Apple has been doing its damndest lately to make Siri useful. Now it looks like Apple is trying to kick the “personal assistant” deal up a notch with the acquisition of personal assistant/smart calendar app Cue.
Formerly known as Greplin, the app previously indexed content from social sites like Facebook and Twitter, as well as from Gmail, Dropbox, LinkedIn, and more, to make searching for specific documents easier.
Last year, the company rebranded as Cue and continued to index content from users social networks and emails to create daily agendas. In essence, the company took the whole “personal assistant” trend that everybody’s been all uppity about—and it actually made a personal assistant app. None of this “Siri, is it raining outside right now?” bullshit.
Apple has confirmed the acquisition with characteristic vagueness, but obviously has not confirmed the acquisition price, which is being reported by different news outlets as falling somewhere in the range of $35 million and $60 million.
Cue shut down earlier this week without explanation, saying only that Premium users will get a prorated refund and that all user data and personal information has been permanently deleted.
“We appreciate all of the support from you, our users, as Cue has grown over the last few years,” the company wrote in a message on its homepage. “We apologize for any inconvenience this might cause you. It’s been an incredible journey that wouldn’t have been possible without your loyal support.”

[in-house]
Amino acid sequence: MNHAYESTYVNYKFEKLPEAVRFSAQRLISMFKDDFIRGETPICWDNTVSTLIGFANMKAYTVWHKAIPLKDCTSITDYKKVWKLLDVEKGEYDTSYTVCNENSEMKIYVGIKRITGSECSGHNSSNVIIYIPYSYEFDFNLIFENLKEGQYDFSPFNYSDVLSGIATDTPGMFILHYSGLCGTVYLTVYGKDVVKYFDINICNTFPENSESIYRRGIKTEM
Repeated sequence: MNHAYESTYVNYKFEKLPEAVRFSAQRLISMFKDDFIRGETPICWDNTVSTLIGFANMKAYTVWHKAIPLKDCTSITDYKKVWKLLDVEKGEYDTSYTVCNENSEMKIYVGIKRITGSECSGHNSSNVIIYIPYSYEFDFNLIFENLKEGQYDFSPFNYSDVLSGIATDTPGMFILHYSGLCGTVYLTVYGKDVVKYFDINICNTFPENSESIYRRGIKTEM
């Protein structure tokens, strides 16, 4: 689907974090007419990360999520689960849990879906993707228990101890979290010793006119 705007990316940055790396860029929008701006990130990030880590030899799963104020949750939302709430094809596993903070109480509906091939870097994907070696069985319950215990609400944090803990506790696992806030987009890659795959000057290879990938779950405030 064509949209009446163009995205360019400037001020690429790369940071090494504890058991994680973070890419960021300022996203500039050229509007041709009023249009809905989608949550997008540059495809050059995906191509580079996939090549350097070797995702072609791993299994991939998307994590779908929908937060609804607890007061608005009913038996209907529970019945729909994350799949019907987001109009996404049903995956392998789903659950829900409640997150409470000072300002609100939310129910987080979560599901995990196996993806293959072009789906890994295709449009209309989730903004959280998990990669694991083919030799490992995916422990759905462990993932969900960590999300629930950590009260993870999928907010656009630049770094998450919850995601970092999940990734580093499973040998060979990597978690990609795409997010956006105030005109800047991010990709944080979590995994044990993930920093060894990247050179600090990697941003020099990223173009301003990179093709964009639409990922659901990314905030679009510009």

The note was signed by “the Cue team,” which consists of co-founders Dniel Gross and Robby Walker.
Cue, a graduate of Y Combinator, raised $4.72 million from Sequoia Capital, Keith Rabois, Founder Collective, SV Angel, Paul Buchheit, Lerer Ventures, and more. AppleInsider is reporting that Cue actually raised an undisclosed $10 million round from Index Ventures.
What does Apple have to say about all of this? The usual spiel: “Apple buys smaller companies from time to time, and we generally do not discuss our purpose or plans.”
Apple’s vagueness aside, what’s not vague is the demand for “personal assistant” apps—or really any app that will organize your life for you. Smart calendars are a particularly hot space, with startups like Tempo and Sunrise angling for the upper hand in the market. So it’s very possible that the next version of iOS could include a smart calendar that auto-updates based on data from your social networks and emails.